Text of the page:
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Arsonists and electrical faults behind £49.1m spike in farm fires

Farm fires left the industry with a £49.1million bill in 2019 – a five year high.

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Arson attacks rose by 40 per cent at a cost of £9m, but electrical faults were the biggest cause, accounting for half of the total last year.

 

“Farm fires put the lives of people and livestock at risk as well as having a huge emotional and business impact on farmers and their families,” said Andy Manson, managing director of NFU Mutual Risk Management Services (RMS), which carries out risk assessments for farms and provides health and safety advice.

 

“The scale of the damage we are seeing shows it is more important than ever to reduce the risk of a fire.

 

“Farmers not only have to be mindful of the usual farm hazards such as electrical equipment, combustible material and fuel but also protect themselves from the alarming rise in arson damage.”

 

Vulnerable

 

Mr Manson said many farmers were feeling particularly vulnerable this year, especially with straw in short supply.

 

He said some farmers had invested in remote camera systems linked to mobile phones as well as fencing off straw stacks and farm buildings to discourage arsonists.

 

With electrical faults causing £25m worth of damage last year, the rural insurer urged farmers to have regular electrical inspections, not to overload power supplies and have enough plug sockets to avoid using multi gangs and other adapters.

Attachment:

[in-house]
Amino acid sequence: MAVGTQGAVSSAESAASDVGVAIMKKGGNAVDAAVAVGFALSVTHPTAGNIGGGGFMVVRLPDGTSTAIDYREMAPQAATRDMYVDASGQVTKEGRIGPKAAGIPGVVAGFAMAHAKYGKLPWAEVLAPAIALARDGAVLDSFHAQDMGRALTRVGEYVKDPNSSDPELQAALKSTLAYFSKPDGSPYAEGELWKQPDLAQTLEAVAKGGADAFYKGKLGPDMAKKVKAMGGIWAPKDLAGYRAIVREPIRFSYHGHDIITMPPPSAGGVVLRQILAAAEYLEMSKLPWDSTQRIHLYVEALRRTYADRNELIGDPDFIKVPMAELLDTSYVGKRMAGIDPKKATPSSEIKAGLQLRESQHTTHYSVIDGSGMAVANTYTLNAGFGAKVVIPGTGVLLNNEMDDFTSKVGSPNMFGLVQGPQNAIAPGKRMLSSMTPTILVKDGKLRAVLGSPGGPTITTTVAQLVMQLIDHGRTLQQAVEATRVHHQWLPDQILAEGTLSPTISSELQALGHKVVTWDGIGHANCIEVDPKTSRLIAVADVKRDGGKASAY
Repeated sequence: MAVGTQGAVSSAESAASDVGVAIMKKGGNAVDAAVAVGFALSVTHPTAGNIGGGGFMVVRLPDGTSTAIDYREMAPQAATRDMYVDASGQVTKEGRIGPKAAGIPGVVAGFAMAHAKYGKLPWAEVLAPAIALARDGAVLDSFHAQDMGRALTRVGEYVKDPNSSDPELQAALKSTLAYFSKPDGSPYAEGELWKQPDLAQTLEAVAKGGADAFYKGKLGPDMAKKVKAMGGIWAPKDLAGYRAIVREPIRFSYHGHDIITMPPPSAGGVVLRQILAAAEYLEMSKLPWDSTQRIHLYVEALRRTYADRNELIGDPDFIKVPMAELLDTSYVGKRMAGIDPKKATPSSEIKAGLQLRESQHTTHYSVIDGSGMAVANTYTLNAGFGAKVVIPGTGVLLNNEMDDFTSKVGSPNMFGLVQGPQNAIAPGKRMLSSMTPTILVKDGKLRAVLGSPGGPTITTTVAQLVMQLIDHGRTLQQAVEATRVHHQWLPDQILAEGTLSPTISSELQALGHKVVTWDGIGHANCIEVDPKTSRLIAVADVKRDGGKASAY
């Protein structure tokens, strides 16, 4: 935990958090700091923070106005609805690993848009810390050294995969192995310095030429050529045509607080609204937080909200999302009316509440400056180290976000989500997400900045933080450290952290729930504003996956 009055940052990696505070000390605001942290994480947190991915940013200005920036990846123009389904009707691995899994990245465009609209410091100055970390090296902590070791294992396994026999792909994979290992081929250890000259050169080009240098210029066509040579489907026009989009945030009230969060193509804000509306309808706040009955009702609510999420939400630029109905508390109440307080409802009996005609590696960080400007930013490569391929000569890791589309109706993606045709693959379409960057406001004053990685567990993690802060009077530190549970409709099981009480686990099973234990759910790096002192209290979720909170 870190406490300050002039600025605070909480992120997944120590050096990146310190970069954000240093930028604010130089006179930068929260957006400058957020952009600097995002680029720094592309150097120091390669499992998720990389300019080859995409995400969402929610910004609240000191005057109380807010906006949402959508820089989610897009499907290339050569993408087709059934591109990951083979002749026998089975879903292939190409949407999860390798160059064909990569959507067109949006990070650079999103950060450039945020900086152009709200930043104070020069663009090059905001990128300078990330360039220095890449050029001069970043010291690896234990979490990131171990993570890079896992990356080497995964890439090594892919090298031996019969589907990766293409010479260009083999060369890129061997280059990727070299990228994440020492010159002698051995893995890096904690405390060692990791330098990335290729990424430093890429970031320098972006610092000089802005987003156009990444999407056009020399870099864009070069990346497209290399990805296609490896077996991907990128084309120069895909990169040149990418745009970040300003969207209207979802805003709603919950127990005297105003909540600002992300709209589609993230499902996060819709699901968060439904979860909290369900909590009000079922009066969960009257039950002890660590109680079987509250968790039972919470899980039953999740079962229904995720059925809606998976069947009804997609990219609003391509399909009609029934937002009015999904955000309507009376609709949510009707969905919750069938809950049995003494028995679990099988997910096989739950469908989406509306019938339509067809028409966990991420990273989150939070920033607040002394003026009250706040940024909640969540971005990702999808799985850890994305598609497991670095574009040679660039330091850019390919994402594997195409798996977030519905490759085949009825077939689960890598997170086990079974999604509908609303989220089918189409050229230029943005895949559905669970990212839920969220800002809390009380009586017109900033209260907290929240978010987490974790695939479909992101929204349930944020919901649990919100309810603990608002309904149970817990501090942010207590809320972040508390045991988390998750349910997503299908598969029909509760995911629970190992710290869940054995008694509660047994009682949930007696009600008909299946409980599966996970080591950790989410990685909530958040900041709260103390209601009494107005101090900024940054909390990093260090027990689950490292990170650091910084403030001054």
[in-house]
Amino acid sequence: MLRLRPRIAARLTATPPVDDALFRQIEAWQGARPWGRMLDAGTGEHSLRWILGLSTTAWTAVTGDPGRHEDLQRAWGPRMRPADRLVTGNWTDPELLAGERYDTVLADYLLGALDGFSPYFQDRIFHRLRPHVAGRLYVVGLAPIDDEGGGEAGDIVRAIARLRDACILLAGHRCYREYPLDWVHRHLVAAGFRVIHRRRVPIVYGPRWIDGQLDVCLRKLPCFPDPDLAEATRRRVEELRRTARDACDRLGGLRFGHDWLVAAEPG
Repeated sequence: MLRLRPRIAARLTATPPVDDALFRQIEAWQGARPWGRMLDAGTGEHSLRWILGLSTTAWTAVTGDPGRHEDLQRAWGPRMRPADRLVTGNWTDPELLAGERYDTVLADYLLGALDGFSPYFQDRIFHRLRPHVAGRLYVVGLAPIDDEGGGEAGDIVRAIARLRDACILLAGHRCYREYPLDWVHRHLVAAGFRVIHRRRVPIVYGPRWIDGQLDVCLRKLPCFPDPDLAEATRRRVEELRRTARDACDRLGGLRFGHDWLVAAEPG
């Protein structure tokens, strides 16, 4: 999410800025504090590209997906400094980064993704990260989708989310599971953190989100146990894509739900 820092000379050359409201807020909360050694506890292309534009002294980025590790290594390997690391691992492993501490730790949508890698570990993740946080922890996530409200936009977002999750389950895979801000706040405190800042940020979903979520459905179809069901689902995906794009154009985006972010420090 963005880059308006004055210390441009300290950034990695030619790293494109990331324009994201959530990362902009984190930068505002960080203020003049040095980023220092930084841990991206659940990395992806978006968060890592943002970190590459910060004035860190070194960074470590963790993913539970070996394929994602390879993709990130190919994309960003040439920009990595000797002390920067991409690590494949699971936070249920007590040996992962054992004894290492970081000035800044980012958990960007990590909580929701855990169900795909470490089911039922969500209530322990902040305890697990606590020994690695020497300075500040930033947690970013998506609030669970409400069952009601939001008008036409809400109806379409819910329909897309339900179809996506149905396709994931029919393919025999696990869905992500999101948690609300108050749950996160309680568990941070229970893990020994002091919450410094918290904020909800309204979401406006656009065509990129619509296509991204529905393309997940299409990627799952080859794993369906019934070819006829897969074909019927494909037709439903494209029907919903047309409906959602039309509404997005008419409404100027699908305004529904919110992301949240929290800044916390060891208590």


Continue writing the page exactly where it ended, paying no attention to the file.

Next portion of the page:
Damage

 

Although the number of farm fires last year was at a similar level to 2018 across the UK, the damage was more costly.


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The Midlands was the worst-affected region by cost in 2019, totalling £13.2m.

 

The North East of England was the second worst-affected region with fire claims costs totalling £7.6m (up from £4.7m in 2018), followed by the East of England with claims totalling £7m (down from £11.1m in 2018).

 

NFU Mutual’s initial claims figures from January to July 2020 have seen an increase in both incidents and cost, suggesting that 2020 could be heading towards a six-year high.

 

NFU Mutual farm fire claims cost by area (to nearest £100,000).

Region

2019

2018

% change

East

£7m

£11.1m

- 37%

Scotland

£2.8m

£7.6m

- 63%

South West

£5.9m

£7.2m

-18%

South East

£5m

£5.9m

-15%

North East

£7.6m

£4.7m

62%

Midlands

£13.2m

£4.3m

207%

North West

£1.6m

£3.2m

-50%

Northern Ireland

£2.7m

£1.6m

69%

Wales

£3.2m

£0.9m

256%

Total

£49.1

£46.4

5.8%

NFU Mutual Farm Fire checklist

Fire Prevention:

Get electrical systems and equipment regularly inspected by a competent electrician

Don’t overload electrical systems – and avoid using multigang connectors

Ensure there are sufficient fire extinguishers for the size of buildings and that they are inspected regularly to ensure they are in the right location and condition

Ensure staff and adult family members know the location of fire extinguishers and how to use them

Reduce the risk of arson by fencing off straw stacks and farm buildings

Use CCTV cameras on straw stacks and farm buildings, along with warning signs to deter arsonists

Store hay and straw away from equipment that could give off heat (e.g. hot vehicle engines, overhead lights) and at least 10m from other buildings.

Put in place an evacuation plan for staff and livestock

Store petrol, diesel and other fuels in secure areas

Pre-plan hot works such as welding in clear areas

Ensure you have safe, designated smoking areas

Ensure you can direct emergency services to the exact location of fires e.g. download the what3words app which pinpoints specific 3m x 3m locations

Ask your local Fire and Rescue service to visit to check water supplies and access routes

If a fire breaks out:

Make sure everyone evacuates the immediate area and remains in a safe location

Call the Fire and Rescue Service without delay

If possible, send someone to the farm entrance to direct the Fire and Rescue Service to the fire

Prepare to evacuate livestock but only if safe to do so should the fire spread

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